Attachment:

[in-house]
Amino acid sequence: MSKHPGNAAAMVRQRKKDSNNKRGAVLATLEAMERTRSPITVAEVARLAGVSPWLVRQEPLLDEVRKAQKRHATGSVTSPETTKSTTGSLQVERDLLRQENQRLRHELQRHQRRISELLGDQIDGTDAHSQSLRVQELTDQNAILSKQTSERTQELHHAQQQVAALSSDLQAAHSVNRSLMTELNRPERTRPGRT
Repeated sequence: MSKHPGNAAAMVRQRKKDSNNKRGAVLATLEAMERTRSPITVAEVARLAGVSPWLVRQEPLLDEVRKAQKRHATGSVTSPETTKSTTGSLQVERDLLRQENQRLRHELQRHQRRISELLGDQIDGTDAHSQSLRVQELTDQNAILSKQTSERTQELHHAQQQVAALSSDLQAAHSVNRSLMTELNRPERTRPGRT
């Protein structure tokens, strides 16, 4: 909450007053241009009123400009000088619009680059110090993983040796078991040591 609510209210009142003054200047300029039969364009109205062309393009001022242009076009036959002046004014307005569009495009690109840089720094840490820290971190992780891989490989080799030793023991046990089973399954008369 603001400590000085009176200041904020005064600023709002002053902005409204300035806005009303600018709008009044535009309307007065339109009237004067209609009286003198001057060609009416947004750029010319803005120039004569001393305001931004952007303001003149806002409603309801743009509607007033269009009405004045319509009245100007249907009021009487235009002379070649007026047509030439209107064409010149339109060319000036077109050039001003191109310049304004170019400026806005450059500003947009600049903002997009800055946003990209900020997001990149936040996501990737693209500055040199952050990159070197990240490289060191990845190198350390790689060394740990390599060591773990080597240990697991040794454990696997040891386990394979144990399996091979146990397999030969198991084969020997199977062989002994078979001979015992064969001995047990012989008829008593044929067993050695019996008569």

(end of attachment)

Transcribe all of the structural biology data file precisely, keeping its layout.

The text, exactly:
[in-house]
Amino acid sequence: MSKHPGNAAAMVRQRKKDSNNKRGAVLATLEAMERTRSPITVAEVARLAGVSPWLVRQEPLLDEVRKAQKRHATGSVTSPETTKSTTGSLQVERDLLRQENQRLRHELQRHQRRISELLGDQIDGTDAHSQSLRVQELTDQNAILSKQTSERTQELHHAQQQVAALSSDLQAAHSVNRSLMTELNRPERTRPGRT
Repeated sequence: MSKHPGNAAAMVRQRKKDSNNKRGAVLATLEAMERTRSPITVAEVARLAGVSPWLVRQEPLLDEVRKAQKRHATGSVTSPETTKSTTGSLQVERDLLRQENQRLRHELQRHQRRISELLGDQIDGTDAHSQSLRVQELTDQNAILSKQTSERTQELHHAQQQVAALSSDLQAAHSVNRSLMTELNRPERTRPGRT
């Protein structure tokens, strides 16, 4: 909450007053241009009123400009000088619009680059110090993983040796078991040591 609510209210009142003054200047300029039969364009109205062309393009001022242009076009036959002046004014307005569009495009690109840089720094840490820290971190992780891989490989080799030793023991046990089973399954008369 603001400590000085009176200041904020005064600023709002002053902005409204300035806005009303600018709008009044535009309307007065339109009237004067209609009286003198001057060609009416947004750029010319803005120039004569001393305001931004952007303001003149806002409603309801743009509607007033269009009405004045319509009245100007249907009021009487235009002379070649007026047509030439209107064409010149339109060319000036077109050039001003191109310049304004170019400026806005450059500003947009600049903002997009800055946003990209900020997001990149936040996501990737693209500055040199952050990159070197990240490289060191990845190198350390790689060394740990390599060591773990080597240990697991040794454990696997040891386990394979144990399996091979146990397999030969198991084969020997199977062989002994078979001979015992064969001995047990012989008829008593044929067993050695019996008569």